BATTLE GROUND — As the lunch line opens at Laurin Middle School, a group of clamoring fifth-graders crowded around a device affectionately nicknamed Bessie.
She’s no brown-eyed bovine, as her name would suggest. This gleaming Bessie has more of an industrial, robotic feel that, nonetheless, is well-suited for delivering kids a punch of midday calcium — without the waste of single-serve cardboard cartons.
Laurin Middle School welcomed Bessie the milk dispenser to campus in October, phasing out the small cartons that are chucked — sometimes without students drinking the milk at all — into the garbage before kids head out to recess or their next class.
“We waste a ton of milk,” Laurin principal Matt Kesler said. “We’re also wasting the cardboard containers.”
Students instead grab a reusable plastic glass, fill it with however much chocolate or unflavored milk as they’d like, and drop it off with their lunch trays before leaving lunch.
The Battle Ground Public Schools campus is one of two schools in Clark County to install the devices thanks to a grant administered by Clark County Public Health’s Green Schools initiative. Green Schools received a $40,000 grant to cover the cost of the dispensers, glasses, dishwashing racks and other equipment to several schools throughout the county.
“It takes a lot of players to pull off a change like this,” said Michelle Picinich, an environmental outreach specialist with Clark County Green Schools.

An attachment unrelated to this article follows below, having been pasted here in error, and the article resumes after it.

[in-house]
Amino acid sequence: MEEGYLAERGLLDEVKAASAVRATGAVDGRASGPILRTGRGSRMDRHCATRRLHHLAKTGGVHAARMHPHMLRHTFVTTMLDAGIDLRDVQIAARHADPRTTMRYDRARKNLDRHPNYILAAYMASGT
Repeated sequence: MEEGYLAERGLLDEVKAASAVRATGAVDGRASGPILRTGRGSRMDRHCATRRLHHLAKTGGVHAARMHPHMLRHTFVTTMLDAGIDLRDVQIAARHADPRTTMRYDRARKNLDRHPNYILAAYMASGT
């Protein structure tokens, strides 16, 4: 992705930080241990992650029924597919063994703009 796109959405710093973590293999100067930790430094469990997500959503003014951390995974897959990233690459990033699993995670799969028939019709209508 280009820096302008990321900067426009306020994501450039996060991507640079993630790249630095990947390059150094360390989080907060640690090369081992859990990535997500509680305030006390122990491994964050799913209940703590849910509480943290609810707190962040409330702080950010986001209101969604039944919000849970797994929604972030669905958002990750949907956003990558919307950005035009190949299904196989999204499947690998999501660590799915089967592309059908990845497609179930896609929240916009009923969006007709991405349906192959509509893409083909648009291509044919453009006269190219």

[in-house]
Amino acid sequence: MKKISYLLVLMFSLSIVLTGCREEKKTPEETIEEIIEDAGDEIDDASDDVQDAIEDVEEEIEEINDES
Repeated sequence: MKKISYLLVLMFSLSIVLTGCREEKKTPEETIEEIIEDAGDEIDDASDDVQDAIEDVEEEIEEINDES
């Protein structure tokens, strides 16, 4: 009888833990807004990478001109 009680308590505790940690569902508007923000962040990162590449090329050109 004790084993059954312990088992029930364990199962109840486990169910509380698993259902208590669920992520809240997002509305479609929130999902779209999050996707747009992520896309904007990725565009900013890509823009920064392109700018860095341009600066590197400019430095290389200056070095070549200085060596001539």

York Elementary School in Evergreen Public Schools is the only other campus that currently has a milk dispenser, but more are expected to come online early next year.
Campus leaders are optimistic the change will result in less waste at the campus. A preliminary audit at Laurin taken earlier this year showed that, at the end of all lunch periods, students recycled 303 milk cartons, coming in at 10.3 pounds. They also dumped out three gallons of unused milk. At York, students recycled 183 cartons, or 5.1 pounds of cardboard. There they dumped 12 gallons of unused milk. Green Schools will do another waste audit later this year.
“Our hope is that school districts will see this as a great alternative to milk served in cartons and choose to add that to all of their schools,” Picinich said.
Kesler admits there’s been a bit of a novelty factor to the milk dispenser. Kids didn’t understand at first that they can decide how much milk they want, if they want it at all, and were throwing some away. That’s wearing off, though, and students are coming to appreciate the dispenser.
“The milk tastes so much better,” Kesler said. “It’s fresh, it’s cold.”
Students eating their lunches concurred. Kelsey Bisconer, 11, filled a glass with chocolate milk before taking off to her table. Kelsey called the new installation “fun.”
“I like it,” she said. “We can pour our own milk.”
Greyson Miller, another 11-year-old, agreed.
“I can get it fresh and it tastes better,” Greyson said.